1. The Constituent Assembly was a national public body that included in de pen-
dent representatives from ethnic, po litical, and religious minorities, as well
as reincorporated guerrilla fighters of the m-19, the People’s Liberation Army
epl, and the indigenous guerrilla group Quintin Lamé. Conspicuously absent
from the Constituent Assembly was the country’s most powerful guerrilla
group, the Revolutionary Armed Forces of Colombia (farc). Under previous
negotiations with the government of President Belisario Betancur, they had
signed a peace treaty that led to the foundation of the Unión Patriótica (up)
as a new po litical party in 1984. Yet in the following months and years many
of their leaders were killed by right- wing paramilitary groups linked to state
institutions. Given this experience, the farc chose not to join the Constitu-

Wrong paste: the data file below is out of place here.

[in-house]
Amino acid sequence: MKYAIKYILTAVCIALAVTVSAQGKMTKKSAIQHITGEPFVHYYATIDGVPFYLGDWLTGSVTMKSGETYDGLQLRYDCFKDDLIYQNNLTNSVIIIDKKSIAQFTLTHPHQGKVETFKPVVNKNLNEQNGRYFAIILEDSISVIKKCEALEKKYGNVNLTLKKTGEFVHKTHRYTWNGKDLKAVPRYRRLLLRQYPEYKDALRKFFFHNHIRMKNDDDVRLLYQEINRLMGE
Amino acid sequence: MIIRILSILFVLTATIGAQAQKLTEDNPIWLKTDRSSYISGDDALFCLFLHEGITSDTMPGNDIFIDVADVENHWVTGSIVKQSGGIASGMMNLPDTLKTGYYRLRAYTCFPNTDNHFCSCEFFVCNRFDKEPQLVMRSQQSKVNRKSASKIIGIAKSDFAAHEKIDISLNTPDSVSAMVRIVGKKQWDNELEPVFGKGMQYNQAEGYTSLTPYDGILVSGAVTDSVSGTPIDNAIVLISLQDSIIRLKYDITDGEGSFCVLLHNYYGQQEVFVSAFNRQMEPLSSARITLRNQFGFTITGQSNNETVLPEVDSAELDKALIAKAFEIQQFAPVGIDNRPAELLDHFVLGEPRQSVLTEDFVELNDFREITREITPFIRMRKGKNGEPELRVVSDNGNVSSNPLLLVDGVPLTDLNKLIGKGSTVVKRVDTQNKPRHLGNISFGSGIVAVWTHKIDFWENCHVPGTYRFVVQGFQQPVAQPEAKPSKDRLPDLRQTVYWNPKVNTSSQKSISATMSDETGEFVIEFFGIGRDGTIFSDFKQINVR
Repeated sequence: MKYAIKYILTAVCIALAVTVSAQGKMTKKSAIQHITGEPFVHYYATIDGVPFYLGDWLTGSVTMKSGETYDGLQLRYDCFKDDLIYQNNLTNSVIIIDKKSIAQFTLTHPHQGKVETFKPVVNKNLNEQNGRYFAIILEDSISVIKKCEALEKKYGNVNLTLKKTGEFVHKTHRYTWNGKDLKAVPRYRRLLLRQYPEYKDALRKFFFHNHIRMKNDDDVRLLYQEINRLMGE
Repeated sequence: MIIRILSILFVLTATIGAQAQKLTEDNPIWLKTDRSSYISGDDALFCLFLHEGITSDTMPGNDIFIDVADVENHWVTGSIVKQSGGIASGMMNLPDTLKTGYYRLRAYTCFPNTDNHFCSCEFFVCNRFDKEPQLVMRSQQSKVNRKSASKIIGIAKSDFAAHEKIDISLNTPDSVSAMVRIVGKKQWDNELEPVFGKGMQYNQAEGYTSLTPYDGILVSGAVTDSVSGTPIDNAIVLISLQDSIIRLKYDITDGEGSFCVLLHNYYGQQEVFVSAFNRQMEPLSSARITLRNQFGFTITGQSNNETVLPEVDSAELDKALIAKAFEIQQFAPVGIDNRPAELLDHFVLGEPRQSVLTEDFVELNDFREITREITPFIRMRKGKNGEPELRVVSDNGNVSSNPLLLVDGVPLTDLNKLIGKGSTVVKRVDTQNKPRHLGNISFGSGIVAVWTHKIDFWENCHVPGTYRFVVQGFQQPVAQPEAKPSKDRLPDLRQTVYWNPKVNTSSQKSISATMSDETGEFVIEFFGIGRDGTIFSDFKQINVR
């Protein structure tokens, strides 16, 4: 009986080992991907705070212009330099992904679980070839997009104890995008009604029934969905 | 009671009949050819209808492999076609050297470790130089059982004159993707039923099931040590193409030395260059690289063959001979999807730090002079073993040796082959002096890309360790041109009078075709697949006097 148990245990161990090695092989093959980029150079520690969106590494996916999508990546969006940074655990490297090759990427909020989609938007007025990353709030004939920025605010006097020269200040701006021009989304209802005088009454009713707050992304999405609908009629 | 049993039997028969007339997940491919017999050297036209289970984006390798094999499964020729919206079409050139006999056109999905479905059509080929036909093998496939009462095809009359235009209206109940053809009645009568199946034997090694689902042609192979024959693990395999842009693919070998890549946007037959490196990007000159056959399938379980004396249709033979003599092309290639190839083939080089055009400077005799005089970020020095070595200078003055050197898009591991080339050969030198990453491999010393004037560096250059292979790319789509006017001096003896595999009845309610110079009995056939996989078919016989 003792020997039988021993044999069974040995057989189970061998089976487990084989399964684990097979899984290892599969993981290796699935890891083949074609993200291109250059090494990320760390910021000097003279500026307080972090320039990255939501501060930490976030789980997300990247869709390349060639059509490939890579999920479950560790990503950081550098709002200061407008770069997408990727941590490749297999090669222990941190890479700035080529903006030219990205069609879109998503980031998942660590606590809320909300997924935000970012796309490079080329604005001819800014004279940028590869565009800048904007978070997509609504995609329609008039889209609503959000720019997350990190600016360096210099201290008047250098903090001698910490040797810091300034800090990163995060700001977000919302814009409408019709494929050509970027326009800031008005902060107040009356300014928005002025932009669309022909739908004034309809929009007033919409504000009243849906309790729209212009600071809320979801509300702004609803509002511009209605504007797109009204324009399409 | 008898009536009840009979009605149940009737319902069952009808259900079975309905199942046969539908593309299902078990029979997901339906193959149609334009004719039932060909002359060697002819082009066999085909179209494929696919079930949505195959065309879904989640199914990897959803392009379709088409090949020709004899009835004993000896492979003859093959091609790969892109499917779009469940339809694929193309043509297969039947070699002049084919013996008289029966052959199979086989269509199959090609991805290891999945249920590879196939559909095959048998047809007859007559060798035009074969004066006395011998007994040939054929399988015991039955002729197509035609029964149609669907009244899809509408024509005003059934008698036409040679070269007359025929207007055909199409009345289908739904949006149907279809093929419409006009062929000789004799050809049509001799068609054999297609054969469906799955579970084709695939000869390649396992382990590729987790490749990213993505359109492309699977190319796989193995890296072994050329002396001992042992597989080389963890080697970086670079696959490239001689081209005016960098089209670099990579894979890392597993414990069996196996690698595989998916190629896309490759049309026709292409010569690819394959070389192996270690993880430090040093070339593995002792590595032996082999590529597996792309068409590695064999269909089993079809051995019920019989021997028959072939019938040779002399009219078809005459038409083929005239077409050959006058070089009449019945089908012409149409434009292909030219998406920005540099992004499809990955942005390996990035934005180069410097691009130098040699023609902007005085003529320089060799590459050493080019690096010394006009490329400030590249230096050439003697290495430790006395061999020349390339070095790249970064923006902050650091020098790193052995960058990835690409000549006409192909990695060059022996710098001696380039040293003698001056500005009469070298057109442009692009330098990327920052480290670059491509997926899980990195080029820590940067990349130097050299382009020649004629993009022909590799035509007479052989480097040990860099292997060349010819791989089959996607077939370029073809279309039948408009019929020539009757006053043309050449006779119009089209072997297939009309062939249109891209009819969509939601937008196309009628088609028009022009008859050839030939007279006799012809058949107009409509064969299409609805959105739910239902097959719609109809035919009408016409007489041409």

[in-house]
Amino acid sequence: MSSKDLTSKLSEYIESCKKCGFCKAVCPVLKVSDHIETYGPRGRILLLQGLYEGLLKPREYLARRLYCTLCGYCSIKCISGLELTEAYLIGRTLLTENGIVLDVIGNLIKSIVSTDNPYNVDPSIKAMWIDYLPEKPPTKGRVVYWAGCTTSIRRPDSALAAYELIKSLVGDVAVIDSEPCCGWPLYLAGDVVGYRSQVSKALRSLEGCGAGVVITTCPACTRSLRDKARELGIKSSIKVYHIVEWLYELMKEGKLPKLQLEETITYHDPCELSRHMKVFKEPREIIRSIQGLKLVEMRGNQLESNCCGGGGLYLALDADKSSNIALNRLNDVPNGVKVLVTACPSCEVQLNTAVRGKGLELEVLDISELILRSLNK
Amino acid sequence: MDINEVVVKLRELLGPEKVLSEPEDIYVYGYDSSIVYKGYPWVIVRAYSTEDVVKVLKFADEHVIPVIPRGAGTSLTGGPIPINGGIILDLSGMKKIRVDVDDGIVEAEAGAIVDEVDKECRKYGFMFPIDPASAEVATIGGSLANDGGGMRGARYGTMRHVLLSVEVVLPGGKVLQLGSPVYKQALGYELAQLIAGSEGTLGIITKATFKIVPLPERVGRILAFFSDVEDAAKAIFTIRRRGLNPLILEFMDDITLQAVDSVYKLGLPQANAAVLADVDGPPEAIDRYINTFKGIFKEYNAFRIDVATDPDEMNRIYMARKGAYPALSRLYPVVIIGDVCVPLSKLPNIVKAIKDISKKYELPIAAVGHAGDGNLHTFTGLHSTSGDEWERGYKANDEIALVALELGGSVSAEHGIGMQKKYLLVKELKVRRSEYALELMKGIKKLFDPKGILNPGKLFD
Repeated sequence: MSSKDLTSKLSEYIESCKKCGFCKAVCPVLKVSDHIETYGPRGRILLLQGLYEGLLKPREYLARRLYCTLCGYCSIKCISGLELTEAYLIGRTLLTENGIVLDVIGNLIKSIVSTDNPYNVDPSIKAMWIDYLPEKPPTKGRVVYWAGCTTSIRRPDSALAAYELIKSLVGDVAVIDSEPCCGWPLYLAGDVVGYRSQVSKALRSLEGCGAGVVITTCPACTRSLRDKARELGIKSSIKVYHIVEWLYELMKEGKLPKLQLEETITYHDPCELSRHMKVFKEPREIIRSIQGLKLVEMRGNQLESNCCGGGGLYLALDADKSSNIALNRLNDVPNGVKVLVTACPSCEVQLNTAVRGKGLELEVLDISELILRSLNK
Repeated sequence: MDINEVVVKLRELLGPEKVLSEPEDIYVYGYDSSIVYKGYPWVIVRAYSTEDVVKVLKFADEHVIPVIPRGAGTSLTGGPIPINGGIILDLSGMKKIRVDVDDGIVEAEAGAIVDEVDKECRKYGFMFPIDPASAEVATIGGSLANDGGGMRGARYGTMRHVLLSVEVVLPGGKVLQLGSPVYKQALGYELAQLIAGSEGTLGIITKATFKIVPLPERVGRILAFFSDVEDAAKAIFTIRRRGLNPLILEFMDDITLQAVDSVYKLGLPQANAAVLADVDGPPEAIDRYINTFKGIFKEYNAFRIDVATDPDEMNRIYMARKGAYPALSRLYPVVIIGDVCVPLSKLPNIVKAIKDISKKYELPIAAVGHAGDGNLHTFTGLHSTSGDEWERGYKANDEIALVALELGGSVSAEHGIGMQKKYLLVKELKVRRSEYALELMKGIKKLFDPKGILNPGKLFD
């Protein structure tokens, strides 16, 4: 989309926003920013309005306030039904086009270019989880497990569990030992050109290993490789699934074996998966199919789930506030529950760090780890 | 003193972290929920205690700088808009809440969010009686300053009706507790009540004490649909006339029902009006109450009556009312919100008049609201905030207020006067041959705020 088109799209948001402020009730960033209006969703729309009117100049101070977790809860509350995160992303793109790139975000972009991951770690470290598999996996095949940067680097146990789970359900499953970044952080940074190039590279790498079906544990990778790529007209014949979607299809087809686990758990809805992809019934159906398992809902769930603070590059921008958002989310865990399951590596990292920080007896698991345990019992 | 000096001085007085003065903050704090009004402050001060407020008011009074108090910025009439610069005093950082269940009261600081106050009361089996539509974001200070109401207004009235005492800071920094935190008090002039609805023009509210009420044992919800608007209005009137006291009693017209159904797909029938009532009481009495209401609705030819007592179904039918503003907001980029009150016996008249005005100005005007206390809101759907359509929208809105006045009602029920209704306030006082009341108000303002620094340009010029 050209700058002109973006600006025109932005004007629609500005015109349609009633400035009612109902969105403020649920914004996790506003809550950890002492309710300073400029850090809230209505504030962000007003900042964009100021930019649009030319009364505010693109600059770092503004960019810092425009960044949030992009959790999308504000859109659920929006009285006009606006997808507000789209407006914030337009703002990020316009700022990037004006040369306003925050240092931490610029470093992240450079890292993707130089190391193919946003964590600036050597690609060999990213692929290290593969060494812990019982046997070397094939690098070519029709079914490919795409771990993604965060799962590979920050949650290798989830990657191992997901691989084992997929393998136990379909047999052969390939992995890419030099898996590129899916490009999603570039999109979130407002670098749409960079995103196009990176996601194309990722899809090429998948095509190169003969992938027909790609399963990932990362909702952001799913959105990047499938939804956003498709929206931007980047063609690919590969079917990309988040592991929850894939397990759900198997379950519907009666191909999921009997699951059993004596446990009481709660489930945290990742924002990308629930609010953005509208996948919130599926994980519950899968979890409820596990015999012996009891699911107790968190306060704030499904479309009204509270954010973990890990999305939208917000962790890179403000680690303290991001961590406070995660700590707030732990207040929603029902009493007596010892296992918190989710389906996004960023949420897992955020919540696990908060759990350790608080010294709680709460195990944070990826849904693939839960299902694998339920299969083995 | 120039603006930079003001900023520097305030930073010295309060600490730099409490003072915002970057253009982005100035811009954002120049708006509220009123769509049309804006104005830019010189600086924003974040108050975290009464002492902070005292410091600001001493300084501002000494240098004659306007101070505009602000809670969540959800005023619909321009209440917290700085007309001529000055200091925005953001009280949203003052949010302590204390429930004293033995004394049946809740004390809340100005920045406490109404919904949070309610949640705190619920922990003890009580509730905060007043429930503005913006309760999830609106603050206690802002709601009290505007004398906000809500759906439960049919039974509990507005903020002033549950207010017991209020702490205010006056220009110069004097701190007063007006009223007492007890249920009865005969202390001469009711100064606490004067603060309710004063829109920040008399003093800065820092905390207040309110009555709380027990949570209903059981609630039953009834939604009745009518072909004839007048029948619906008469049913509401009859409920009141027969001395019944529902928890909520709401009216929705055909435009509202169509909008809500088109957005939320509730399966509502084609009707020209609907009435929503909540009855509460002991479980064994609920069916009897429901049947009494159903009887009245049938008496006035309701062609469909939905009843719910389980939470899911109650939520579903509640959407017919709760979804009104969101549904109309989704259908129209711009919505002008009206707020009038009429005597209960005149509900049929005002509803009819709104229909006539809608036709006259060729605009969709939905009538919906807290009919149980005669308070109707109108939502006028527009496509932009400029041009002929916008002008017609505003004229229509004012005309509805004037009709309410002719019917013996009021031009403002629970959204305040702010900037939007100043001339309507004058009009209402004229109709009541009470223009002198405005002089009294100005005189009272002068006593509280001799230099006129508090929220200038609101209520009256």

ent Assembly pro cess of 1990.
2. Due to weak politicization and internal division within the Afro- Colombian
movement, no black representatives were elected to the Constituent Assem-
bly. It was up to a sympathetic indigenous Constituent member, who had
campaigned from a platform that addressed both indigenous and black inter-
ests in the Pacific region, and other like- minded representatives, to push for
the inclusion of at-55 (Agudelo 2004a; Arocha 1992; Fals Borda 1993; Paschel
2010; Wade 1995).
3. Other organizations include the Peasant Association of the San Juan River
acadesan (Asociación Campesina del Río San Juan), formed in 1990, and
the Peasant Associations of the Baudó River acaba (Asociación Campesina
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